New Business Models For The Evolving Utility

New York’s Reforming the Energy Vision proposes the new utility business model should be based on market-based earnings opportunities.
Published: Thu 27 Aug 2015

With declining revenues with a shift towards distributed generation prosumers, what is the prospect for utilities in the future energy system?

In a new white paper on utility business models and ratemaking under the new paradigm of the utility as a ‘distributed system platform provider’, New York’s Department of Public Service (DPS) offers some positive direction with a new and diversified business model in a discussion which also takes forward the state’s Reforming the Energy Vision (REV) initiative to reform its energy system. [Engerati-Distributed Energy Resource Markets Coming To New York]

Under this model the utilities will serve as the platform for interface among their customers, third party product and service providers and the distribution system.

Market-based earning opportunities

In the white paper, the DPS envisages a radical shift in the balance of the utility business model from traditional regulatory incentives to market-based earnings opportunities as the utility shifts to the new platform paradigm.

According to the white paper, new market-based earnings can come in several forms. Potential examples include customer origination via the online portal, data analysis, co-branding, transaction and/or platform access fees, optimization or scheduling services that add value to DERs, and advertising. Examples of customer enhancement and adjacent value-added synergies include energy services financing, engineering, services for microgrids, and enhanced power quality services.

A primary vehicle anticipated for utility market-based earnings will be ‘platform service revenues’ (PSRs), which utilities, in their capacity as distributed system platform providers, will earn from market participants.

The white paper notes that alternative revenue streams are not new for regulated utilities in the US. For example, Georgia Power offers bundled communication services, and Con Edison and Pacific Gas & Electric offer co-location with wireless facilities. Green Mountain Power offers a number of advanced energy options including heat pump services. These innovative types of revenue streams allow utilities to use their assets for the benefits of both shareholders and customers.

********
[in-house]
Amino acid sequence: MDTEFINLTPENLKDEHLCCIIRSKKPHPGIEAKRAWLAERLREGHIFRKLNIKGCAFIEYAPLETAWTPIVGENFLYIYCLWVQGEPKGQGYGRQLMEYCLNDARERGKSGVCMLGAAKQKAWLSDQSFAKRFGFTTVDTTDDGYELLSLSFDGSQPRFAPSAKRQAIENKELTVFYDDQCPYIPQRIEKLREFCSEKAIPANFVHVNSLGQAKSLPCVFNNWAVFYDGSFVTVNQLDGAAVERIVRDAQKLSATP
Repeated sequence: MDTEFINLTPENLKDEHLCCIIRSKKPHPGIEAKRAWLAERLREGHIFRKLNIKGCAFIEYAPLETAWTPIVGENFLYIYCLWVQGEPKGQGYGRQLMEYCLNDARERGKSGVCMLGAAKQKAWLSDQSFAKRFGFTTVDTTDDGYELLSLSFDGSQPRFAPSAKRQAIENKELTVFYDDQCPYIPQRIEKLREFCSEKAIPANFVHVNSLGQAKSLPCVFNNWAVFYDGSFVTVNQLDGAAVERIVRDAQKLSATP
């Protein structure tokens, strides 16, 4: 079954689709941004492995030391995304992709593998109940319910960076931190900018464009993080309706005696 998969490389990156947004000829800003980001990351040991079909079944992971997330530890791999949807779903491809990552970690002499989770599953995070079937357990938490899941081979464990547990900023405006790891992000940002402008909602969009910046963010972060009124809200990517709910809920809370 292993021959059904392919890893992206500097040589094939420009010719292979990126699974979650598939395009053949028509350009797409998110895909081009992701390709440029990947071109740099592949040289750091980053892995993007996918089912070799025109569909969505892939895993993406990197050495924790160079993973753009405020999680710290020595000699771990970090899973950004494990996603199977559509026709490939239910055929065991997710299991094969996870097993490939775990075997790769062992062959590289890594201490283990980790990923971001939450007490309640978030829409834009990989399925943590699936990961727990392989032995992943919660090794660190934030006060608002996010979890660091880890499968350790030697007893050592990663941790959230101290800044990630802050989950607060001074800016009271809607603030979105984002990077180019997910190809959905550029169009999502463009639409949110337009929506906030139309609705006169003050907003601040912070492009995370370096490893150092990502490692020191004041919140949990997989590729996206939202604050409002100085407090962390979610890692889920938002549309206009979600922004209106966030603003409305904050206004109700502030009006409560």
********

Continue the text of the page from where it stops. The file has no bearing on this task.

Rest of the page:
What will be new in REV, the white paper states, is the diversity and scale of revenues potentially available from market based earnings, and the way in which these support the policy goals of REV. Utilities will be able to diversify their business and protect against the concern of lost sales from, and potentially stranded investments in, conventional business units as more third-party investment enters the system. Platform services can aggregate services from otherwise separate industries, such as electricity and home security, while connecting customers to the product options that are best suited for them.

Pricing and revenue sharing

The white paper goes on to note that establishing both the right level and application of service charges is critical for market-based earnings opportunities to gaining market success.

Demonstration projects are suggested to offer “a particularly rich opportunity” to explore the opportunities and challenges surrounding market-based earnings and to provide real-world experience to inform their design. Regulatory flexibility also will be necessary.

Notably the proposals also note that the shift to market-based earnings will also focus the role of regulators away from determining incentive levels to supervising markets – marking an evolving and lighter touch role for regulators.

Further reading

New York Department of Public Service: Staff White Paper on Ratemaking and Utility Business Models